I think a lot of us are ridden with a nostalgia for our own 'insights' on drugs as well as other things, which baulks at the stance Brad is taking and the challenge his style of expressing it throws down.

King Naja said...

the bourgeois stoners of HZ don't care for mysti since he's not like..a bourgeois stoner, usually.


He has some understanding of...Dhamma, as proclaimed by Ashoka. Unlike you. Or at least bullshits well.

anon #108 said...

Hi ST,

I think there's a lot of sense in much of what you say about drug use. But...

"I think a lot of us are ridden with a nostalgia for our own 'insights' on drugs as well as other things, which baulks at the stance Brad is taking and the challenge his style of expressing it throws down."

It's certainly true - in a sense - that I'm ridden with nostalgia for the insights, primarily the musical insights, that I regularly enjoyed during my young pot-smoking days. They were not only very enjoyable and rewarding insights (might experiences be a better word?) but they also informed and helped form my musical understanding in useful ways. Those experiences/insights are an integral part of an aesthetic that has enabled me to play better; to better understand and make the music I want to make – without the need to be stoned. Pot was part of my education.

I still enjoy and value the particular state of heightened/altered awareness that pot-smoking induces in me - on the very rare occasions that I’ve done it recently (I gave up smoking dope for about 30 years). I think of it as a treat – not to be abused, for, like many pleasurable things, it can be harmful.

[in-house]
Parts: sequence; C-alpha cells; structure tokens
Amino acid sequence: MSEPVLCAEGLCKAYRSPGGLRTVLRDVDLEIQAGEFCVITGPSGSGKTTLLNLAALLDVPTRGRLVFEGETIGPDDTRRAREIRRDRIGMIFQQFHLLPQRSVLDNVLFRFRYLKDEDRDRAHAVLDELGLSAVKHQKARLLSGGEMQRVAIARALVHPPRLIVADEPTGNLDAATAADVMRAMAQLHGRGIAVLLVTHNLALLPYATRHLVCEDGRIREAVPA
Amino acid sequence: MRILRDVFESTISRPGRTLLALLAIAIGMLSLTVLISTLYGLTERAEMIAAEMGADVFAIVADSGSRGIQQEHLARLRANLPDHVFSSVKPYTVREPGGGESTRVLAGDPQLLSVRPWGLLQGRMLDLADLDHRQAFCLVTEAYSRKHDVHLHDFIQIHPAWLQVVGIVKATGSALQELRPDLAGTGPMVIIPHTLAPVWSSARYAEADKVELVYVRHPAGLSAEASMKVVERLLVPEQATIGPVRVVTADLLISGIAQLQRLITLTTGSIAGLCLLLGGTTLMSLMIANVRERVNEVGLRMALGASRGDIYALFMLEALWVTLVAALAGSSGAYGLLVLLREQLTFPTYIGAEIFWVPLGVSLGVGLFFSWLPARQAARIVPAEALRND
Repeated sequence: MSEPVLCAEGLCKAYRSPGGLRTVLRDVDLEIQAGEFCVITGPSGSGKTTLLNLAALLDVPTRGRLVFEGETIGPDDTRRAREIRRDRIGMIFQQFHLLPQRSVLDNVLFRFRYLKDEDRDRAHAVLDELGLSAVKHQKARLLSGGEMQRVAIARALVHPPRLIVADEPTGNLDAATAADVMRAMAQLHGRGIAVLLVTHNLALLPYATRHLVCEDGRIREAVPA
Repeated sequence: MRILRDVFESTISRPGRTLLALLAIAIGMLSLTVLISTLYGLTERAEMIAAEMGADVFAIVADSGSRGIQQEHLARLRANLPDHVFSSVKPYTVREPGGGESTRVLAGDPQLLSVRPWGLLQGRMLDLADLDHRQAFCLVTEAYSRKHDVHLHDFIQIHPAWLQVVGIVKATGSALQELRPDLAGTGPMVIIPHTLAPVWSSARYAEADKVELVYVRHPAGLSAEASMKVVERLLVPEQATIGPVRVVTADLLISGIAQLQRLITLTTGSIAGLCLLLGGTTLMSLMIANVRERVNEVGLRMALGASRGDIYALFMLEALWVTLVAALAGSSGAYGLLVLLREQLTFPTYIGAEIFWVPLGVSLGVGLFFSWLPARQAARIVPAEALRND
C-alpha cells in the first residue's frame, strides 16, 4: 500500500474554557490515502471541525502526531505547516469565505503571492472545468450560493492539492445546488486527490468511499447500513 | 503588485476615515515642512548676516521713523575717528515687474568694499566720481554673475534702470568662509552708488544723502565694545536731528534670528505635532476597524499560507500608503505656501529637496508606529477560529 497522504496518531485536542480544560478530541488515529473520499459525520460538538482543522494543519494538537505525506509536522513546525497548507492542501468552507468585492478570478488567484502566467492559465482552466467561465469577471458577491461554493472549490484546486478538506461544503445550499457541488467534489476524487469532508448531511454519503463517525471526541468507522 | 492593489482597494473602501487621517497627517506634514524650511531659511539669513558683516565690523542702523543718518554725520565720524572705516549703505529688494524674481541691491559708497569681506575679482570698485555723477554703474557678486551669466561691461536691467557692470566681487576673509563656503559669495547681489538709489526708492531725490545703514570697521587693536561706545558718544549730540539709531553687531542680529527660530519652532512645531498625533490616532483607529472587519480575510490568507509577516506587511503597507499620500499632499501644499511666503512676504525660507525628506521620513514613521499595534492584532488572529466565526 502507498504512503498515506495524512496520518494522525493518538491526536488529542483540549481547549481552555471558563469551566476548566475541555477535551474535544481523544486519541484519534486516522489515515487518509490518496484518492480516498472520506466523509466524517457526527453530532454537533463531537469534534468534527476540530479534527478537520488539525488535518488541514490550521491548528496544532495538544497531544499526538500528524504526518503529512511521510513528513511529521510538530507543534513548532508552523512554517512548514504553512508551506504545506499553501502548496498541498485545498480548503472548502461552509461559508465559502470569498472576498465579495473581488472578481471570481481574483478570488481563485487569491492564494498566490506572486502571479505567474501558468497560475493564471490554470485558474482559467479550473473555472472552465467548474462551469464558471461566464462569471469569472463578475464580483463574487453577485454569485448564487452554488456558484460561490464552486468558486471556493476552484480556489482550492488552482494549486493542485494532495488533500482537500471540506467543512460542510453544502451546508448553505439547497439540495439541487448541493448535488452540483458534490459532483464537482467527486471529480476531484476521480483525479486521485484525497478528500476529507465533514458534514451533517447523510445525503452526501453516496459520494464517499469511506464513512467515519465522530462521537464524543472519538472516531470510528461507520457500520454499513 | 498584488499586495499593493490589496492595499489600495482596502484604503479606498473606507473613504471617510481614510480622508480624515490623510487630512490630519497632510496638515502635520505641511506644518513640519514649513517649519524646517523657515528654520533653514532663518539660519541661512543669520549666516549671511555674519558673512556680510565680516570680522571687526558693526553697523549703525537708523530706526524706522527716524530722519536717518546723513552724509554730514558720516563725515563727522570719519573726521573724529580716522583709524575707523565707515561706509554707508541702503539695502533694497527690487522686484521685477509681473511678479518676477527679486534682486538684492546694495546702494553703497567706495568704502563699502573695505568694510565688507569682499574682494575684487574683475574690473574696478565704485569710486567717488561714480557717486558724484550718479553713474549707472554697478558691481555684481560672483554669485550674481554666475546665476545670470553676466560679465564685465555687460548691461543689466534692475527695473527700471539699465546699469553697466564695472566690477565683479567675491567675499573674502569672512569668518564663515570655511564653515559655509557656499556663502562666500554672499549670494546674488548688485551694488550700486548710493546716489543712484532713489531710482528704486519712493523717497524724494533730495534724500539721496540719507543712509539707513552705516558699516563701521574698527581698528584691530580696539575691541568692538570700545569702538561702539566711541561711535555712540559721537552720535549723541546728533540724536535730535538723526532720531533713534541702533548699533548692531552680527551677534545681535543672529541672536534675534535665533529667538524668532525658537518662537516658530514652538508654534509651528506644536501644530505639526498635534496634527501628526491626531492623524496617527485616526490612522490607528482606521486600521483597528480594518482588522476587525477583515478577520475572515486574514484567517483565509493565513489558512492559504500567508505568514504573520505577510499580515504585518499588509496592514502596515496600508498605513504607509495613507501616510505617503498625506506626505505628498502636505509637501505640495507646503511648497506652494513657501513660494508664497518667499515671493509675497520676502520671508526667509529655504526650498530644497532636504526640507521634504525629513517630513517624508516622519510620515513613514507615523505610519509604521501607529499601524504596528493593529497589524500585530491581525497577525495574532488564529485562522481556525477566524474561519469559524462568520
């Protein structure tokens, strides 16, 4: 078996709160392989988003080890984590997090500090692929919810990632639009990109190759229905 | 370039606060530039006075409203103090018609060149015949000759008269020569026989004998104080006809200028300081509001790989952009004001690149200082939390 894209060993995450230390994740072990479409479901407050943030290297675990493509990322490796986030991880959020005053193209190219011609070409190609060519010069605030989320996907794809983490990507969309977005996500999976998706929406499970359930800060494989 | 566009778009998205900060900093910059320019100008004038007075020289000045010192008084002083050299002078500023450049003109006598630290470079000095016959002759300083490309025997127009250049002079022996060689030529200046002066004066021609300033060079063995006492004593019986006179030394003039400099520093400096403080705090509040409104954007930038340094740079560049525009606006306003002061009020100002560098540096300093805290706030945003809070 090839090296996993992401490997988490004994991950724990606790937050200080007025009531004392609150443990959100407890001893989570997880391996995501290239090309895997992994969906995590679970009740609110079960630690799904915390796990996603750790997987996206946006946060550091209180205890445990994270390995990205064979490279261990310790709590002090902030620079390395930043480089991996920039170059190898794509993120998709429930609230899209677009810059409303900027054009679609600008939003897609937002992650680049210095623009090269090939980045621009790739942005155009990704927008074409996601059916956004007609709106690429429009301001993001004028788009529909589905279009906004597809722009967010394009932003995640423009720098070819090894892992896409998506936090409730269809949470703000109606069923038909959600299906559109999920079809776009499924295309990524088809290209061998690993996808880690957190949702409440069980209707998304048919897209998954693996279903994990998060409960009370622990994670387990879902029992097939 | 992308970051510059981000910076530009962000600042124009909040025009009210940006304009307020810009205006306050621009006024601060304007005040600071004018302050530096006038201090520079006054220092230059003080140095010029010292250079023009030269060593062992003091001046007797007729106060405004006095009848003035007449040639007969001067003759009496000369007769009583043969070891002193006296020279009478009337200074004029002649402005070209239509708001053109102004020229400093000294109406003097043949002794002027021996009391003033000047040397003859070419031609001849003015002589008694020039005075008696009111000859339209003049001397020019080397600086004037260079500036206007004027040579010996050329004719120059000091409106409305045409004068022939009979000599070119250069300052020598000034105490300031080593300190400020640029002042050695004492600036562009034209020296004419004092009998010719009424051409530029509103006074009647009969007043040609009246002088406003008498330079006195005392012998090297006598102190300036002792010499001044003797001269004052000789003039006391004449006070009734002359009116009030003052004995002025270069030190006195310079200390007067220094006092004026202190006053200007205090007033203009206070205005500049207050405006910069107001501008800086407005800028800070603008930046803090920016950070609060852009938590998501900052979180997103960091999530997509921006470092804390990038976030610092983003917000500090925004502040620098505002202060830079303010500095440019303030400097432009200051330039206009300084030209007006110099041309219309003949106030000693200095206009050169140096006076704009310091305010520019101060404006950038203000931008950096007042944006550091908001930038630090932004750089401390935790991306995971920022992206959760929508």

But I believe that's only part of the reason I baulk at Brad's stance and style. To the extent that I baulk, I do so because the “Zen/Buddhism is not about achieving heightened states of awareness/Satori is bunk/Kensho is bullshit” message is lost amidst the personally judgemental and dismissive “People who drugs are dumb ass losers” message and the “Drugs are stupid. Just say no” message. It’s a confused mish-mash of a message, parts of which are mere sloganising. And so I baulk.

Anonymous said...

"the bourgeois stoners of HZ don't care for mysti since he's not like..a bourgeois stoner, usually."

No, he's like something else.. He's like a delusional blowhard with no practical judgment.. His opinions are often bigoted. He constantly overestates his abilities and talent. And lately, he has proven to be exceptionally dishonest.

King Naja said...

He constantly overestates his abilities and talent.


Mysterion can spell, unlike you Anny mormon-dreck.

Anonymous said...

Do you know who else balks?

Chickens.

Balk, balk, baaallk...

~riverflow said...

Another thing wrong with the helicopter/mountain metaphor is that the point of zazen is not to get to the top of the mountain. The point of taking drugs may be to "get high" but the point of zazen is not to "get enlightened." So even before making such a comparison, the metaphor is totally wrong-headed to begin with.

King Naja said...

We'll see soon, white trash-Anny.

Your drug-gang phunn over, pronto, basura

Anonymous said...

John Travolta before he kicked drugs with Scientology: http://www.youtube.com/watch?v=pHpGvRWakhY

Anonymous said...

Queen Nagger sez wut?

PimpinJaney said...

ah, sure sign of whitey boy with his little queer taunting

yr finished, Byro the mormonic queer

mekong46 said...

Acid dissolved the "veil of familiarity" in a big hurry, in that way, the experience revealed the "Gateless Gate," and in 1964 that was almost necessary. Yes, there was Alan Watts and a few others, but the monolith of Western "literallism" was truly all pervasive and suffocating. Hard to imagine now, really. However, after a few trips Richard Alpert's comment "once you get the message, hang up the phone," made perfect sense. One now knew where the "doors of perception" were. One also percieved on acid that the central dynamic in nature was rhythm, the endless dance of energy between opposite poles. Balance was everything. That ruled out taking a trip every day. It suggested the necessity of a practice. And making a choice. And (ohmygod!) dicipline. Would the same be true today? I doubt it. Set and setting are vastly different. And, now we have voices like Mr. Warner's, who; despite what one may feel about his take on psychedelics, is a very effective "teacher."